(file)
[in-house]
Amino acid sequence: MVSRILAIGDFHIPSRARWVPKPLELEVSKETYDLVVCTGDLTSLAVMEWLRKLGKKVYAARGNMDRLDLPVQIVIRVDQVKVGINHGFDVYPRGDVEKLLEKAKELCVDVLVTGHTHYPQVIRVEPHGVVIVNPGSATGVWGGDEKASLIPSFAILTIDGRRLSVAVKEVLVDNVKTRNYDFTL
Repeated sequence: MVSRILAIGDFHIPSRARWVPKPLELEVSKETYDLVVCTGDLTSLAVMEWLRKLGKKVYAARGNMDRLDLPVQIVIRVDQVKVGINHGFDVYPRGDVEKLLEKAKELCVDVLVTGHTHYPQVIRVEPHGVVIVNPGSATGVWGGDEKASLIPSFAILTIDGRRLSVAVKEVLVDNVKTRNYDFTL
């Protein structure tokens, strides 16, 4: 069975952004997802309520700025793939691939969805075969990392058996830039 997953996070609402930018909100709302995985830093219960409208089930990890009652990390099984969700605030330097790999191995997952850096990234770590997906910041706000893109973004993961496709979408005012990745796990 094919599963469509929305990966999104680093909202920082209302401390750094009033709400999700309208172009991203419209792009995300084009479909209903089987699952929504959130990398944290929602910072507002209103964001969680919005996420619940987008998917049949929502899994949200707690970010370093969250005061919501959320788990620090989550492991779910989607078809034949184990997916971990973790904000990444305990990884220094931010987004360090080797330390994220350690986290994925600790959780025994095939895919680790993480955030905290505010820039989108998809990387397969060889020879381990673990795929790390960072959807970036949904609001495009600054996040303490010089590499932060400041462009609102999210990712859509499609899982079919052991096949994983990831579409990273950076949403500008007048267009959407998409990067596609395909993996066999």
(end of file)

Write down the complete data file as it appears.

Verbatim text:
[in-house]
Amino acid sequence: MVSRILAIGDFHIPSRARWVPKPLELEVSKETYDLVVCTGDLTSLAVMEWLRKLGKKVYAARGNMDRLDLPVQIVIRVDQVKVGINHGFDVYPRGDVEKLLEKAKELCVDVLVTGHTHYPQVIRVEPHGVVIVNPGSATGVWGGDEKASLIPSFAILTIDGRRLSVAVKEVLVDNVKTRNYDFTL
Repeated sequence: MVSRILAIGDFHIPSRARWVPKPLELEVSKETYDLVVCTGDLTSLAVMEWLRKLGKKVYAARGNMDRLDLPVQIVIRVDQVKVGINHGFDVYPRGDVEKLLEKAKELCVDVLVTGHTHYPQVIRVEPHGVVIVNPGSATGVWGGDEKASLIPSFAILTIDGRRLSVAVKEVLVDNVKTRNYDFTL
């Protein structure tokens, strides 16, 4: 069975952004997802309520700025793939691939969805075969990392058996830039 997953996070609402930018909100709302995985830093219960409208089930990890009652990390099984969700605030330097790999191995997952850096990234770590997906910041706000893109973004993961496709979408005012990745796990 094919599963469509929305990966999104680093909202920082209302401390750094009033709400999700309208172009991203419209792009995300084009479909209903089987699952929504959130990398944290929602910072507002209103964001969680919005996420619940987008998917049949929502899994949200707690970010370093969250005061919501959320788990620090989550492991779910989607078809034949184990997916971990973790904000990444305990990884220094931010987004360090080797330390994220350690986290994925600790959780025994095939895919680790993480955030905290505010820039989108998809990387397969060889020879381990673990795929790390960072959807970036949904609001495009600054996040303490010089590499932060400041462009609102999210990712859509499609899982079919052991096949994983990831579409990273950076949403500008007048267009959407998409990067596609395909993996066999």